“It’s important that we get this right, and certainly we’ve had enough time and enough delays at this point where it should be right,” Mr. Johnson, a Democrat, said at a news conference. But he urged voters to stay in line. “We’ve gotten this far,” he said, adding, “Do not give up.”
In Macon, a city of more than 150,000 in the part of the state known as Middle Georgia, Joshua Rodefer arrived to vote at a high school shortly after 7 a.m. None of the machines were operating, he said, and poll workers could not give him an estimate for when they would be fixed.
“Basically, everybody coming in was throwing their hands up and walking away in frustration,” Mr. Rodefer said.
Mr. Rodefer said he returned in the afternoon and was able to vote without issue. Poll workers told him that it had taken at least two hours to fix the voting machines.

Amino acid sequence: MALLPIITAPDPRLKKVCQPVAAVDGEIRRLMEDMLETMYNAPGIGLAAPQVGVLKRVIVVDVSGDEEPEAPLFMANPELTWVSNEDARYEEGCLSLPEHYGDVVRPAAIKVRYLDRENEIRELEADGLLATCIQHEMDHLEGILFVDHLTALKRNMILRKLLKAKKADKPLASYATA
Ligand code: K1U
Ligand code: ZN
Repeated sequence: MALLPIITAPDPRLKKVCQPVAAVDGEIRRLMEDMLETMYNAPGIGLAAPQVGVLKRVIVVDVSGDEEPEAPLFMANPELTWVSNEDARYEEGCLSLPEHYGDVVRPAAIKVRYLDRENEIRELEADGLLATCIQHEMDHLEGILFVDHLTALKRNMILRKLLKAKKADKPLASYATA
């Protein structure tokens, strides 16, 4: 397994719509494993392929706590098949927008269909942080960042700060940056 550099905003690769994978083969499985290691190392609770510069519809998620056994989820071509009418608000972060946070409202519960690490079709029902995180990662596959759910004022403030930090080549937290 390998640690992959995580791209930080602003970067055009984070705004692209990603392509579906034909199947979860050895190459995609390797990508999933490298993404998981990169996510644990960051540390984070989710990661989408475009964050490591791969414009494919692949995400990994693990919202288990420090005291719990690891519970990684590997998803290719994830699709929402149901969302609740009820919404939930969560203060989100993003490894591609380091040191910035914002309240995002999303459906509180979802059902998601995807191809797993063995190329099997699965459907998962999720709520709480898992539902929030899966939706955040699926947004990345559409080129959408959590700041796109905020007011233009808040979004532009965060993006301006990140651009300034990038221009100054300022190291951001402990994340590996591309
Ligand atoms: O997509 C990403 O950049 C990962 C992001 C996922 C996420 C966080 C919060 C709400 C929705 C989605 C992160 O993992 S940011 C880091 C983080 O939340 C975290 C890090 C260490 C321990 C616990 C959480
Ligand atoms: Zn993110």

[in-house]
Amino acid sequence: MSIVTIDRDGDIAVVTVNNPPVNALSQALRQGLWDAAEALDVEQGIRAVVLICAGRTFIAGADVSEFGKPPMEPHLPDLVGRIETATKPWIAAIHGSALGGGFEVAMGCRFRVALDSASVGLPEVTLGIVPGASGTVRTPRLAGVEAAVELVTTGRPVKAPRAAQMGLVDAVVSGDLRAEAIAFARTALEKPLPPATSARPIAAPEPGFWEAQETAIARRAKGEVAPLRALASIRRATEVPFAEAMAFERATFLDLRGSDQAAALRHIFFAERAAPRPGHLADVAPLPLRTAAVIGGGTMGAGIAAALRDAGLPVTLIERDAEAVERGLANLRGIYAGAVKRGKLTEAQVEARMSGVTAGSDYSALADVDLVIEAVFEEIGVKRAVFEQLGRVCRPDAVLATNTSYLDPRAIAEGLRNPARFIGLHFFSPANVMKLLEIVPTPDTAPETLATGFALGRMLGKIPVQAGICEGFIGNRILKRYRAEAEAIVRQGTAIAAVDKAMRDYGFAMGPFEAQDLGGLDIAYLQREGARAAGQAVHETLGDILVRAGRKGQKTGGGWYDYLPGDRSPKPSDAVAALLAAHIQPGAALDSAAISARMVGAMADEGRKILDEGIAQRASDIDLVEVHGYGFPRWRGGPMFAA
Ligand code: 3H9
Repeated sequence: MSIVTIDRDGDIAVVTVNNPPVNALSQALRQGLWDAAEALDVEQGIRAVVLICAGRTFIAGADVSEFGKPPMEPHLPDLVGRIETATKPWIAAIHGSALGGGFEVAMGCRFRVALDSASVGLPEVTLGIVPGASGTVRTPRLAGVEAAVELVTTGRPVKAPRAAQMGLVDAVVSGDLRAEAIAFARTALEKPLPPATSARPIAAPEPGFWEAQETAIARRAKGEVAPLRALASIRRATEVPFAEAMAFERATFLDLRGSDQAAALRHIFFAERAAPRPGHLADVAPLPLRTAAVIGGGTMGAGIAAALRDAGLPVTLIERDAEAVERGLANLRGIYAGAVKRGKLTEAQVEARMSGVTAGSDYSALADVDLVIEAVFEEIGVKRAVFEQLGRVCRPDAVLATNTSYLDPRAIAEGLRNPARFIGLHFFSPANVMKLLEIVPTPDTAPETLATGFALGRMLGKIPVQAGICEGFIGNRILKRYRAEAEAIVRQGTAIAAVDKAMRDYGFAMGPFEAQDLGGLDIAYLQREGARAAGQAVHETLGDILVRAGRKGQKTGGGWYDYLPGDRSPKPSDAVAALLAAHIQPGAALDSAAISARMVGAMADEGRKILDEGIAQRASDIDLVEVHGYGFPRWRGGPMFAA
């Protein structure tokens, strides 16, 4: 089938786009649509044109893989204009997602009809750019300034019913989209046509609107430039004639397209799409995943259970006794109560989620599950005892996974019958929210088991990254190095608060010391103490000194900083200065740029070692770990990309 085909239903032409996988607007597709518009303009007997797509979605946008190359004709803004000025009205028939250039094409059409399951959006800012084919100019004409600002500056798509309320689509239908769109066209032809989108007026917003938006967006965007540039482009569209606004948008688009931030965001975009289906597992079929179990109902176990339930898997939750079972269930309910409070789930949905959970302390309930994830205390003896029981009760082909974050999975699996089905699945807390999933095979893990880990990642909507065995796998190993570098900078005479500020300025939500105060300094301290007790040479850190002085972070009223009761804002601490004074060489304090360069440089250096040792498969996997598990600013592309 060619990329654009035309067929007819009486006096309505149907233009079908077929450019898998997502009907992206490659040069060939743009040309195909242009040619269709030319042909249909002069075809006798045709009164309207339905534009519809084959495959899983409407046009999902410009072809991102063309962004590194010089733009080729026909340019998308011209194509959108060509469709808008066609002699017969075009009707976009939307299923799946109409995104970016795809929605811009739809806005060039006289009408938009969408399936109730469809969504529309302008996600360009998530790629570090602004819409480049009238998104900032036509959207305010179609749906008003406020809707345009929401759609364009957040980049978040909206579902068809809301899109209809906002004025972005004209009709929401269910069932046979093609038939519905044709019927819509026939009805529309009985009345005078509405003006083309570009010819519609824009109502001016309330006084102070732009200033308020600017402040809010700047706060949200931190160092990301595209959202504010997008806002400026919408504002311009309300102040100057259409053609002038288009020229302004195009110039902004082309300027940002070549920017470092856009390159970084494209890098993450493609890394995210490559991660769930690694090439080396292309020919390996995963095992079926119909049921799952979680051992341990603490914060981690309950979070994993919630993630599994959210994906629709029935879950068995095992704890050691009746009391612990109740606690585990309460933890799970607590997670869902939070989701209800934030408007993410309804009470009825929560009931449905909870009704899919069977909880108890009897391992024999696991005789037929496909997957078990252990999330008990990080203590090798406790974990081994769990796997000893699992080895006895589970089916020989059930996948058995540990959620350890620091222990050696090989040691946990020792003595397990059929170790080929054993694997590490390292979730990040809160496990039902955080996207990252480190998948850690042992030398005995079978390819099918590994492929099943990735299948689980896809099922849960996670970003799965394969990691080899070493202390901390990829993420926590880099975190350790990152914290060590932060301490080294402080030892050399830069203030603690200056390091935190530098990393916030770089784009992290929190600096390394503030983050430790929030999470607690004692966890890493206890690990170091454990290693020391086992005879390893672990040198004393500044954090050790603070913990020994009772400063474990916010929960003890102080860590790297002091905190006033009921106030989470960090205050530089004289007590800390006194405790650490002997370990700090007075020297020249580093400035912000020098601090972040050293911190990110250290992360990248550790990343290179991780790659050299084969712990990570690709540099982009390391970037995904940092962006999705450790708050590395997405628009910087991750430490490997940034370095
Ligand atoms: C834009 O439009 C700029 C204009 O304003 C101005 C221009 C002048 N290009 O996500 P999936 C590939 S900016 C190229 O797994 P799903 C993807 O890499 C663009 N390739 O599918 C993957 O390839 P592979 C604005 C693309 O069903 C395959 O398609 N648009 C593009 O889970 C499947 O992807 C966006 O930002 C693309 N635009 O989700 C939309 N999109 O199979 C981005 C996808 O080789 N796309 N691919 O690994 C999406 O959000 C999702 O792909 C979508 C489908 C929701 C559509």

Clarice Kimp, a marketing strategist who lives in DeKalb County, said she arrived at her polling place on Tuesday at 6:45 a.m., 15 minutes before the polls were supposed to open.
“They opened the doors to let us come inside at about 7:30 or 7:45, but some voters in line had started leaving,” Ms. Kimp said. “They’re saying the voting machines aren’t powering on. You might as well go home.”
She finally voted at 9:15 by provisional ballot. The machines were still not working, she said.
“I think,” Ms. Kimp said, “this is exactly what people mean when they say voter suppression.”
Richard Fausset reported from Atlanta, Reid J. Epstein from Washington, and Rick Rojas from Columbus, Miss. Nick Corasaniti contributed reporting from Ocean View, Del., Stephanie Saul from New York, and Michael Wines from Washington.